While Trinity and Victoria Gate have been springing up, Leeds’ indie scene has been getting on with its business with the likes of Independent Leeds helping shine a light on its activities. Do you think the independent scene in Leeds is in good shape at this moment in time?

Yeah we would say so there has been a lot of re-gentrification in Leeds of late. We aren’t the people to be telling you whether this is a good thing or bad, but we would say that it makes us want to discover more independent spaces and those likeminded people supporting the Leeds indie scene which can only make it stronger in our eyes. It also drives more people to get creative and do/try new and different things – which is never a bad thing!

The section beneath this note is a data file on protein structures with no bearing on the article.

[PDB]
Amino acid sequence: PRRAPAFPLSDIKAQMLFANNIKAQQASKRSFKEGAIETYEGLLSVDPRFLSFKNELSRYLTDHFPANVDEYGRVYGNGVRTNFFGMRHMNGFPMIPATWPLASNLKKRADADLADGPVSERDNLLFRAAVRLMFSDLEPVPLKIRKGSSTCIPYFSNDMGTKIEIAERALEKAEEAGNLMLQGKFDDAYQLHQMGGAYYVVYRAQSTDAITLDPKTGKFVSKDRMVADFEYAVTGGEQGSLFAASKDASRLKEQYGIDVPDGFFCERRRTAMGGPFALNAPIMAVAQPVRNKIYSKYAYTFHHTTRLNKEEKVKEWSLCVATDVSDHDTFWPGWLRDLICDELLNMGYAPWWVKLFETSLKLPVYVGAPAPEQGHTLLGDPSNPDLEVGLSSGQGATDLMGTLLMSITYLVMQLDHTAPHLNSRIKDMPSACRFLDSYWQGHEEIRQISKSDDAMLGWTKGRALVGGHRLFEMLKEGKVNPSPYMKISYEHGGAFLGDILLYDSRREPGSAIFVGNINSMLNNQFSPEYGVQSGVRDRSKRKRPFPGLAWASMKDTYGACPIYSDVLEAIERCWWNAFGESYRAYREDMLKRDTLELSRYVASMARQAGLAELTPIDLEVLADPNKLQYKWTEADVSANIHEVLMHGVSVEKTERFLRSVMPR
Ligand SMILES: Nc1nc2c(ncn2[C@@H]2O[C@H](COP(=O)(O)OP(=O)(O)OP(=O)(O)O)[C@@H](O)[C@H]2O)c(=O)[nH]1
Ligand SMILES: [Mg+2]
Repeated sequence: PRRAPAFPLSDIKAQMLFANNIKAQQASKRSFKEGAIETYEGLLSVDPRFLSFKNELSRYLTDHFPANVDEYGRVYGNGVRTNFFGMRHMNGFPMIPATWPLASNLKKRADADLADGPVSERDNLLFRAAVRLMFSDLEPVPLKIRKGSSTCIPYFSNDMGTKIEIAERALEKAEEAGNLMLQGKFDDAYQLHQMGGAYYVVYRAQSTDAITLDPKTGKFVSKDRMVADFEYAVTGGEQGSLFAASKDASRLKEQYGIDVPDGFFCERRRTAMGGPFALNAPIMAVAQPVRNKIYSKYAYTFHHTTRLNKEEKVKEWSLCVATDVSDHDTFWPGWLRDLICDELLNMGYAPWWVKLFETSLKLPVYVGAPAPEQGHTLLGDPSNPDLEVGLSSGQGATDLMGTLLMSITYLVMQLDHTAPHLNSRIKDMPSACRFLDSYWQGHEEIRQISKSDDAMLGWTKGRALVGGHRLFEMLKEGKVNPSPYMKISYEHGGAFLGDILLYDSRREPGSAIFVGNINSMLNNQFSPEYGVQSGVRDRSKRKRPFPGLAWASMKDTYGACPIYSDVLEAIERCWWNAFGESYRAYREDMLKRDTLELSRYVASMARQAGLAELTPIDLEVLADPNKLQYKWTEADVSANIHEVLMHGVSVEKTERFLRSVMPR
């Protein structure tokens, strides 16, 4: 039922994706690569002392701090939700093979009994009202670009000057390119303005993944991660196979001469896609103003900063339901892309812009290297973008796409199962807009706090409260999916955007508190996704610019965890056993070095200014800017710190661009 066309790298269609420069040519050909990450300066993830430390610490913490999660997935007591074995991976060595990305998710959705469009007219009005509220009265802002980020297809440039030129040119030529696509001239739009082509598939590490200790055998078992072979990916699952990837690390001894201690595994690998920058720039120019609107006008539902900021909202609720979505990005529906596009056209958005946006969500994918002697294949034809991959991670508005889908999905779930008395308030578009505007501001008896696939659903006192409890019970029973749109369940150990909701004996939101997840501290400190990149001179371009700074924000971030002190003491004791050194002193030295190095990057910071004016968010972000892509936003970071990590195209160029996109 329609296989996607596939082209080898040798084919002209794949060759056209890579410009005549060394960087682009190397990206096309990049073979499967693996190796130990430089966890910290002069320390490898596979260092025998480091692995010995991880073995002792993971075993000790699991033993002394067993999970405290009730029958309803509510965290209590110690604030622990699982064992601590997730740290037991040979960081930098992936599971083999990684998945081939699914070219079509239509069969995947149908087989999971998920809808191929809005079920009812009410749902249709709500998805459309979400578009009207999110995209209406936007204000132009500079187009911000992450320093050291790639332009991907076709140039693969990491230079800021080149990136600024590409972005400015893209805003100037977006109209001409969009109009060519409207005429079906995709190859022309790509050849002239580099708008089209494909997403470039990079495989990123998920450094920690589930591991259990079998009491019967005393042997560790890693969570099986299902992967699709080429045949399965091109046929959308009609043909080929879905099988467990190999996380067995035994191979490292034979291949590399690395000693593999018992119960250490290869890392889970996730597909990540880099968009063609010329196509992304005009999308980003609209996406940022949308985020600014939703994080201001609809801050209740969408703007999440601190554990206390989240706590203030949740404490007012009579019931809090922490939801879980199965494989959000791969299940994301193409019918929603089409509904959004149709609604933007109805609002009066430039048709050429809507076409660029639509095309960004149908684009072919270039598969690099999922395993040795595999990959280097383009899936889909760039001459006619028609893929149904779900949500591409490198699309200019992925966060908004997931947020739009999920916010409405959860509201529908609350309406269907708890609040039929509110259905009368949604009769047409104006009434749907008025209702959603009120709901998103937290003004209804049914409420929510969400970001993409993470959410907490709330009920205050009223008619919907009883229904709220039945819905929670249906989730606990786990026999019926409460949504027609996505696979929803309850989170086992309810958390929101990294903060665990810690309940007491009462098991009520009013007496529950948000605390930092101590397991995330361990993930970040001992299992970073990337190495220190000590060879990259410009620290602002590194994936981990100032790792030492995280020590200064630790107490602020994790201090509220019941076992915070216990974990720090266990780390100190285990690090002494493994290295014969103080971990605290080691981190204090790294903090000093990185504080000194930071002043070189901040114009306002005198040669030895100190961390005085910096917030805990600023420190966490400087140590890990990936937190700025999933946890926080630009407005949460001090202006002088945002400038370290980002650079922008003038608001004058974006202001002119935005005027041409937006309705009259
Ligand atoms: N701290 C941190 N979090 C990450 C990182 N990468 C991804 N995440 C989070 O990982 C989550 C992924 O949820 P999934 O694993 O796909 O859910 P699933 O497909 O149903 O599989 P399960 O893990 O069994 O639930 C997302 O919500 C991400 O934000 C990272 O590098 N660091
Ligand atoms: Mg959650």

For your next event you will be hosting Cowtown, The Orielles among others. Could you talk us through how you begin to piece together your lineups? Are you aiming to curate a distinctive sound for Pizza For The People and Indie Banquet?

Everyone that we approach to play we really admire and are massive fans of. We also like to put together line ups that we think fit well together and that people will be excited about seeing on the same bill, and what is equally important to us is supporting our local talent and giving them a boost and a platform to get out there too. There are a huge amount of bands that we’ve seen over the years that have gone on to do great things and so we’d like to be a part of bands’ journeys and be there to support them at every step. We wouldn’t say that we want a distinctive sound for our nights as that just leads to a generalisation and every band that we have worked with and wish to work with are unique and different in their own right so, no, if we like a band and they want to play then we are happy to have them.